Do you remember your first day at work? Many people do even years later – it’s when you go from someone reasonably high up in the education system to the lowest form of organisational life. I definitely wanted my teddy.
Mum gave me an apple and enough for the fare and like a nervous fledgling I set out with a metaphorical spotted handkerchief to make my way in the world.
I am overplaying it but looking back at my first job I am struck by how little thought or care influenced my career choice and how much was attributable to random events. Such were the beginnings of a series of jobs that in no way resembled a ‘career’ but looked more like the trail of someone in a witness protection programme.
When I was about to leave school my uncle asked what I had in mind. My father had died when I was 11, so his brother played the occasional parental role. He asked me what my plans were for finding a job. I tried to invent an answer to his question, as admitting that there was absolutely nothing in my mind was unlikely to get his seal of approval. I had already dismissed going to university as I believed, rightly or wrongly, that another 3 years in education would put too great a strain on our family’s finances.
As I was getting ready to prevaricate, he said “Because I was thinking that our oil, at work, is supplied by National Benzole.” He worked for a Local Authority. “Working for an oil company must be good.”
He needed to say no more. I had submitted my application almost before he had finished speaking, and very quickly found myself in an interview opposite a Mr. Hays whose introduction was along the lines of “Now we like to think that a young man, such as yourself, with sufficient dedication and capacity, will go far in this Company. It will take a lot of hard work and commitment but the rewards will be worth it. Now tell me, what sports did you play at school?”
This same thrusting dynamism was to be found when I arrived on my first day, feeling extremely small and expecting my inadequacies to be thoroughly scrutinised and for me to be found wanting.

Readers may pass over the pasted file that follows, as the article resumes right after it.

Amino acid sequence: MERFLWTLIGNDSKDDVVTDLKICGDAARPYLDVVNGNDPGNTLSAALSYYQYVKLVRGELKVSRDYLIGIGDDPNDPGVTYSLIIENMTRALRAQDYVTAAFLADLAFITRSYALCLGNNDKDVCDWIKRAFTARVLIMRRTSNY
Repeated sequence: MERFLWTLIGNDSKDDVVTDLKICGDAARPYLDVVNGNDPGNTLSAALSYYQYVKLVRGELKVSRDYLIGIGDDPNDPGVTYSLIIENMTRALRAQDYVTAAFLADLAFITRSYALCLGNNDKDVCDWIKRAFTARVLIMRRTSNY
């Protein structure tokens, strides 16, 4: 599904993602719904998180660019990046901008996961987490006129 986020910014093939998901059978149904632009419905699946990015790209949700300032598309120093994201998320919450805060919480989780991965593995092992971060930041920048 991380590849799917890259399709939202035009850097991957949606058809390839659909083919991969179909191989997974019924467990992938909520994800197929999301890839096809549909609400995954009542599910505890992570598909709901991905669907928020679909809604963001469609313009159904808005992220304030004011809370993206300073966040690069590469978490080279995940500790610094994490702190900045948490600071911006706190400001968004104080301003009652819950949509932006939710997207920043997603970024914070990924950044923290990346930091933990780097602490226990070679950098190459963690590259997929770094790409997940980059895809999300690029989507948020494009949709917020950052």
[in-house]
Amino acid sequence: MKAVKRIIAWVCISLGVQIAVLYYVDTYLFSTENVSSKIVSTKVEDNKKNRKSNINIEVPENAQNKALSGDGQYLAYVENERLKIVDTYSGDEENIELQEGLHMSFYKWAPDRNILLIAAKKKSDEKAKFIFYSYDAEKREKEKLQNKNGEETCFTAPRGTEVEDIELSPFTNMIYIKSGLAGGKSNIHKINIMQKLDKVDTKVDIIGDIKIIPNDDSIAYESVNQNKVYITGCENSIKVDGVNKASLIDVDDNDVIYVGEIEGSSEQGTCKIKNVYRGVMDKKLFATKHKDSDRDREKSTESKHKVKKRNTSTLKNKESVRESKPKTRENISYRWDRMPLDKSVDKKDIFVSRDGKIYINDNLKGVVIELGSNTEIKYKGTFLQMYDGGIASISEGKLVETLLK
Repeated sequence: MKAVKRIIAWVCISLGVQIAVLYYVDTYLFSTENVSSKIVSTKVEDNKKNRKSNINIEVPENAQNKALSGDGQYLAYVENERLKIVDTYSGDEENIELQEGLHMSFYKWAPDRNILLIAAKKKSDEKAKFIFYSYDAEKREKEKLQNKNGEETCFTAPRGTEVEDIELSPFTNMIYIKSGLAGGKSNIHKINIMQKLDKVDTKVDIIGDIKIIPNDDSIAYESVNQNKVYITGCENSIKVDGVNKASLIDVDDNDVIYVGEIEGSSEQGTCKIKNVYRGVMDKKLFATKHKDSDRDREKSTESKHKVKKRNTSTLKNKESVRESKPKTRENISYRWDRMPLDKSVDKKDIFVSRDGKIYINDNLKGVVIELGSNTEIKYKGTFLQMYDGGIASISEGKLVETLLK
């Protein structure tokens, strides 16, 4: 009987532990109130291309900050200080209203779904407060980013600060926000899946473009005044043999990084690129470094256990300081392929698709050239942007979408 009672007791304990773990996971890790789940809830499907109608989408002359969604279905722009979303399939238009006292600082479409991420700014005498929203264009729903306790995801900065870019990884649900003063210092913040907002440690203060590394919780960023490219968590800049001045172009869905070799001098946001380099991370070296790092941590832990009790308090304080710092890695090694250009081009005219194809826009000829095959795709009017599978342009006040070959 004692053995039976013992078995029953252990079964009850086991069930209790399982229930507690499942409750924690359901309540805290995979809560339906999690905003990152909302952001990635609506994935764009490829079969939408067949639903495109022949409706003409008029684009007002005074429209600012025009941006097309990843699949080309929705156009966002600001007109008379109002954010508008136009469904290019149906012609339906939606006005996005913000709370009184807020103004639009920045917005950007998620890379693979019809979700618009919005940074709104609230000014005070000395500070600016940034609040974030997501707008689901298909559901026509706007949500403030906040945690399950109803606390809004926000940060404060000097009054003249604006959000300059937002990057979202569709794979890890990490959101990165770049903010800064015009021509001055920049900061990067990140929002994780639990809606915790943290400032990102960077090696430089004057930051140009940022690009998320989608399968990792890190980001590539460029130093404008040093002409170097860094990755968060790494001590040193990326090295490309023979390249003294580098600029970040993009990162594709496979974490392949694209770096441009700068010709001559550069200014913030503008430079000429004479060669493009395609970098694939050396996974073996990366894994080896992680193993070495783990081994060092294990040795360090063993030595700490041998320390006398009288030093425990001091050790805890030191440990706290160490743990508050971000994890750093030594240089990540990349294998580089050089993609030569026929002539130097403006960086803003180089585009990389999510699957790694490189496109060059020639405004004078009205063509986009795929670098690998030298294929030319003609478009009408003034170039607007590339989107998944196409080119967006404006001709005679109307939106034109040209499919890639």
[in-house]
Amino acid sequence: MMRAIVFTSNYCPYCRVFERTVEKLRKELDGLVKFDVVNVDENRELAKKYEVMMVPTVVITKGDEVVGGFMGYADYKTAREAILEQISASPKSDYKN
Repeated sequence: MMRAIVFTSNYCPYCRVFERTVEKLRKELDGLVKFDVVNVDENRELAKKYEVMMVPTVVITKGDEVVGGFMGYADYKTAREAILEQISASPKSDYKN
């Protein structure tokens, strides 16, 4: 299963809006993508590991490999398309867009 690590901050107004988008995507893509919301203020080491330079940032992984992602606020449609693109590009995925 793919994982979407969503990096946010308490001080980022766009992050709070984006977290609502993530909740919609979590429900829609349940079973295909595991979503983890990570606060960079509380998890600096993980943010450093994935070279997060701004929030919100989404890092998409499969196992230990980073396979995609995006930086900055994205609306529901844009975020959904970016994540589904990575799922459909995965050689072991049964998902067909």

But the actual reception was “Ah. Yes. Hemmings. Hmm. Let’s see now, you’ve got nice handwriting, haven’t you?” This was a prelude to flattering me into writing 5,000 invitations to their annual cocktail party. And no, my name wasn’t on one of those invitations. Such are the ways of big business. One of the ways they forgot to mention was that you were paid one month in arrears. That was fun.
A shortish while later I was transferred to the parent company Shell-Mex and BP. My induction here was “take a good look through all these files. That’ll give you a good idea of what we do.” I am here to confirm that reading a bunch of files in a foreign ‘language’ is no fun.
A few years later, the ways of the Health Service, on the other hand, were unbelievably different. Here, a huge bureaucratic machine attempted to keep all the components of providing health care pointing roughly in the same direction. Doctors, nurses, therapists of all kinds, cooks, cleaners, administrators, unions, engineers, etc. etc. each with their own little agenda, and sense of their own importance, whether earned or not.
My ‘induction’, however, was along similar lines to the pattern that had been established – neglect. I was given a quick tour of the building – a magnificent Victorian mansion, built, I understood for Siemans, complete with gold leaf embellishments on the ceiling of one of the rooms.
Then I was shown to my office. When my boss opened the door it revealed – absolutely nothing. It was a completely empty room. My boss smiled and said “You can sort out equipping it with Supplies.” And he disappeared. At the time I didn’t even know that supplies had a capital ‘S’. My job was to establish a Personnel function (nowadays known by the ugly term ‘Human Resources’) so there was nothing to induct me into, I could make it up as I went along. Difficult to believe that in 1963 an organisation such as the Health Authority with approx. 4,000 staff had no dedicated Personnel function.
Before being shown my empty office my boss asked me “How often would you expect to meet with me?” I clearly had only two possible responses. I guessed the answer he wanted to hear was “not that often”, a guess that turned out to be correct. He then told me that I had a job for life “provided you don’t rape the Matron”.
Three jobs, three powerful memories and a partial answer to why so many new staff leave in the first few months.